Job Description for an Orthopedic Physician Assistant

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Orthopedic physician assistants focus on orthopedic medicine and work under the supervision of orthopedic surgeons, according to Education-Portal. Orthopedic medicine involves the diagnosis and treatment of problems in the musculoskeletal system, according to OrthopedicMedicineAdvisor. Physician assistants in this specialty care for patients before, during and after procedures.

Duties

  • Orthopedic physician assistants take patients' medical histories and develop a preliminary patient care plan. These physician assistants order and review diagnostic tests such as lab or X-ray tests and might adjust a patient's care plan accordingly. Orthopedic physician assistants also apply local anesthetics, perform suturing, remove staples and treat fractures. These professionals place and remove splints and casts, record patient progress and share patients' conditions with physicians as well. They additionally can instruct patients about various issues and order medical supplies. Following surgeries, they make sure no complications have occurred, according to the Texas Academy of Physician Assistants.

Skills

  • Orthopedic physician assistants must have strong written and verbal communication skills. These health care professionals also must have strong interpersonal communication skills for working with orthopedic patients and surgeons. Orthopedic physician assistants must be detail oriented, organized and have an in-depth knowledge of medical procedures and equipment in this specialty. They also must know how to maintain safety in the workplace, handle emergency situations efficiently and follow rules. They should be professional and have basic computer skills as well. They additionally must be willing to do a lot of walking or stand for long periods of time during surgery, according to the U.S. Department of Labor Bureau of Labor Statistics.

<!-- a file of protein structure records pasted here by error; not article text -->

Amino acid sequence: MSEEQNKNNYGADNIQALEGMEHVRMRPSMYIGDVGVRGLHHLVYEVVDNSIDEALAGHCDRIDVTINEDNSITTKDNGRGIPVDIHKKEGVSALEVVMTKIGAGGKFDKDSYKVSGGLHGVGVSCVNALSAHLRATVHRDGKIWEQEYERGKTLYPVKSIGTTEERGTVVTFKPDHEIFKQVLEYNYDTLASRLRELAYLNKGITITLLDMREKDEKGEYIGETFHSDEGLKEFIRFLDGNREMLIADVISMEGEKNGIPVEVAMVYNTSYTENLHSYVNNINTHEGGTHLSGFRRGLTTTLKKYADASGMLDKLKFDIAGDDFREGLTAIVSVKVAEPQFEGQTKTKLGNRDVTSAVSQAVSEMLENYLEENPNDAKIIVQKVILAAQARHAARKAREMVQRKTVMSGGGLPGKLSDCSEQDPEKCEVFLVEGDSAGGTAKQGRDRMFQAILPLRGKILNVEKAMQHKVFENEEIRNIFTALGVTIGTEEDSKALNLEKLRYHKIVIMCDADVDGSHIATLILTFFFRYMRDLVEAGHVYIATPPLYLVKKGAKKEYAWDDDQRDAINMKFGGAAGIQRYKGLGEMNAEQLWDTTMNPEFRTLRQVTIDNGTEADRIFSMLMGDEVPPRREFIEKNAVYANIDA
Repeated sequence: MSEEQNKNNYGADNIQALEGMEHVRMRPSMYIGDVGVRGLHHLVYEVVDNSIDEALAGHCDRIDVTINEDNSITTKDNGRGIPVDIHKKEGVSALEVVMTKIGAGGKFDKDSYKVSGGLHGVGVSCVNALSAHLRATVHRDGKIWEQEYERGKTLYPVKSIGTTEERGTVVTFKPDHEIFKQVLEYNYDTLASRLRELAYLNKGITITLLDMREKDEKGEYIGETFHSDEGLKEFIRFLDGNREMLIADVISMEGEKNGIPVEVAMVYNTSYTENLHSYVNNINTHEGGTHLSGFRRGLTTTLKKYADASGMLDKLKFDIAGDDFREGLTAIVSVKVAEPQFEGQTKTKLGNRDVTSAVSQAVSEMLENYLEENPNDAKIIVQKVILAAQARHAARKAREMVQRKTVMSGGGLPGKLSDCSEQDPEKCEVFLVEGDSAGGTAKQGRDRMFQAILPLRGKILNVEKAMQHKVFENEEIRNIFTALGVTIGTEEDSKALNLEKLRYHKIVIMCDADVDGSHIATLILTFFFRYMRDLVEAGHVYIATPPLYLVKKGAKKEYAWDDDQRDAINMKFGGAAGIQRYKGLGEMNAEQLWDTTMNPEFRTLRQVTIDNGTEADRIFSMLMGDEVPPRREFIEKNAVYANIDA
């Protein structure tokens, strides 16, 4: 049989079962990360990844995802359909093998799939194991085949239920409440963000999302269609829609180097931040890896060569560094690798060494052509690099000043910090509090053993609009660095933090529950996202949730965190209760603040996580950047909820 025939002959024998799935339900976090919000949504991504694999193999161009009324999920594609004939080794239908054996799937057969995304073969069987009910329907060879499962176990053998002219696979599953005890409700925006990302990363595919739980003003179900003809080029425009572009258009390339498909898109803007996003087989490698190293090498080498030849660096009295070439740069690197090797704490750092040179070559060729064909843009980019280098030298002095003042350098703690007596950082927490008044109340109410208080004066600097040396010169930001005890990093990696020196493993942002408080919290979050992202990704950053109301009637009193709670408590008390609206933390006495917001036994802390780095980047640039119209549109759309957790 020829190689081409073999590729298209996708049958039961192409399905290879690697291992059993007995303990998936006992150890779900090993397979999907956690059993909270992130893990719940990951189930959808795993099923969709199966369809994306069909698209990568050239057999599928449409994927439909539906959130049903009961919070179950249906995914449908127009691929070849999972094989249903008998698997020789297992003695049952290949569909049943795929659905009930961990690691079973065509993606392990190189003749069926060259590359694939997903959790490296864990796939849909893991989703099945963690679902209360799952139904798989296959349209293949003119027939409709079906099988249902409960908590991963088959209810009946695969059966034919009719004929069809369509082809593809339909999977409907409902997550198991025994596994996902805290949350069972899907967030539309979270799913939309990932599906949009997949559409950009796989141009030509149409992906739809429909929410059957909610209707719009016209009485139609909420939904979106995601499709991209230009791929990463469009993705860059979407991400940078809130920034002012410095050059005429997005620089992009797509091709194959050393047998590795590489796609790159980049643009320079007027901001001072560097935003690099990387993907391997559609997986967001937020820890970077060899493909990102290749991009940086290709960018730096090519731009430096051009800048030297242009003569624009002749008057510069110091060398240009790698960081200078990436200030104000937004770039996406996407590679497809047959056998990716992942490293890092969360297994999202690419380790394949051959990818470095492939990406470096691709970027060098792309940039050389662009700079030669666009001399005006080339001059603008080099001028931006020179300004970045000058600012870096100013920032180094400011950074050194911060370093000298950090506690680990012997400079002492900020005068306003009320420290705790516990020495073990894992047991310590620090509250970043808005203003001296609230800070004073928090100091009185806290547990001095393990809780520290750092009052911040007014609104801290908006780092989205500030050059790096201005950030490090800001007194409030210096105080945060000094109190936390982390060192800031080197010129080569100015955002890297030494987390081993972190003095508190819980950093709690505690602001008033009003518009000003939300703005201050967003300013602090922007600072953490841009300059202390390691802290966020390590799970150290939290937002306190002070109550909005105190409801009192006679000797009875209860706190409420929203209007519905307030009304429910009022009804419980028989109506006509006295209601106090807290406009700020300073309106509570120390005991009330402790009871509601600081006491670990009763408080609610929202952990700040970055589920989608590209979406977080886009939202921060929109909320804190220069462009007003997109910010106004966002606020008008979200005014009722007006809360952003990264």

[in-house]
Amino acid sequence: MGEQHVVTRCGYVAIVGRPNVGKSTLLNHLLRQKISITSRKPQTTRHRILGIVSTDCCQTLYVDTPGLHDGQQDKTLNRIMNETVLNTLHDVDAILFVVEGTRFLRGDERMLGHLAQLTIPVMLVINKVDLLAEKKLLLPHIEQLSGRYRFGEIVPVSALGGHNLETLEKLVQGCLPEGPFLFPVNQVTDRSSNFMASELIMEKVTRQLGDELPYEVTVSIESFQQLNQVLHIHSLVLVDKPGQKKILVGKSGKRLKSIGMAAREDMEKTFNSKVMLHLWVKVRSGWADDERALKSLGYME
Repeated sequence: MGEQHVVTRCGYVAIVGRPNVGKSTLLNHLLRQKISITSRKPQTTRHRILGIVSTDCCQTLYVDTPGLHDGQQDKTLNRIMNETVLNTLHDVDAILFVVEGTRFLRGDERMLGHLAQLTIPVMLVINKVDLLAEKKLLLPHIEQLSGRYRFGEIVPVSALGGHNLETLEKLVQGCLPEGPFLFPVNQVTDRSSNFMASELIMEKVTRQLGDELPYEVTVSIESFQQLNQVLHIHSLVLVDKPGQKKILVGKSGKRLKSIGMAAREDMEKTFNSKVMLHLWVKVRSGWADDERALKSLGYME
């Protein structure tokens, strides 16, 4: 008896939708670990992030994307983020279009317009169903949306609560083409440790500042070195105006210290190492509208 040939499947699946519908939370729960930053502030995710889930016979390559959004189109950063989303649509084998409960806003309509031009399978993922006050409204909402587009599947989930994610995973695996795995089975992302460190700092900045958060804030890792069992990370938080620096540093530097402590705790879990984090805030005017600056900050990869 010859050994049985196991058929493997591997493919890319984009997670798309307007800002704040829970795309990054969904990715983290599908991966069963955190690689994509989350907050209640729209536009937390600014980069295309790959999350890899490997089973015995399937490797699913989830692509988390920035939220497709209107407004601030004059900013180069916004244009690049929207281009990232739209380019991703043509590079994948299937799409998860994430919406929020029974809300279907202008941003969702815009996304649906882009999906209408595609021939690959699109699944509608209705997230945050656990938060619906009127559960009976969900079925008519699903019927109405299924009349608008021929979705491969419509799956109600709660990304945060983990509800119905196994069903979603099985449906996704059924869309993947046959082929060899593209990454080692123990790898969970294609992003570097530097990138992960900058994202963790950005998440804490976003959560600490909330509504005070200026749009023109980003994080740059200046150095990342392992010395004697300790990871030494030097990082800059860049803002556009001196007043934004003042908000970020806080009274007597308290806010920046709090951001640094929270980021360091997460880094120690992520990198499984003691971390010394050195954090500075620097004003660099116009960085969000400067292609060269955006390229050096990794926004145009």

Education

  • Orthopedic physician assistants must complete an accredited physician assistant training program, which takes about two to four years to complete. The Accreditation Review Commission on Education for the Physician Assistant accredits physician assistant education programs. To get into these programs, students usually must have completed at least two years of college. Classes in these training programs cover topics such as medical ethics, anatomy, physiology, pathology, clinical medicine, physical diagnosis, pharmacology and biochemistry. Students additionally complete clinical experiences in various specialties including orthopedics.

License

  • Orthopedic physician assistants must pass the Physician's Assistant National Certifying Examination administered by the National Commission on Certification of Physician Assistants. Only physician assistants who have passed the test can use the title Physician Assistant-Certified. They then must complete at least 100 continuing education hours every two years and pass a recertification examination every six years to stay current on the new technologies and advancements in this field.

Outlook

  • Employment of physician assistants, which include orthopedic physician assistants, is projected to increase by 39 percent, according to the Bureau of Labor Statistics. This can be attributed to the demand for containing costs in a rapidly expanding health care industry. The average salary of physician assistants in 2010 was $88,000, according to Indeed.

References

  • Photo Credit surgeon set image by Andrey Rakhmatullin from Fotolia.com
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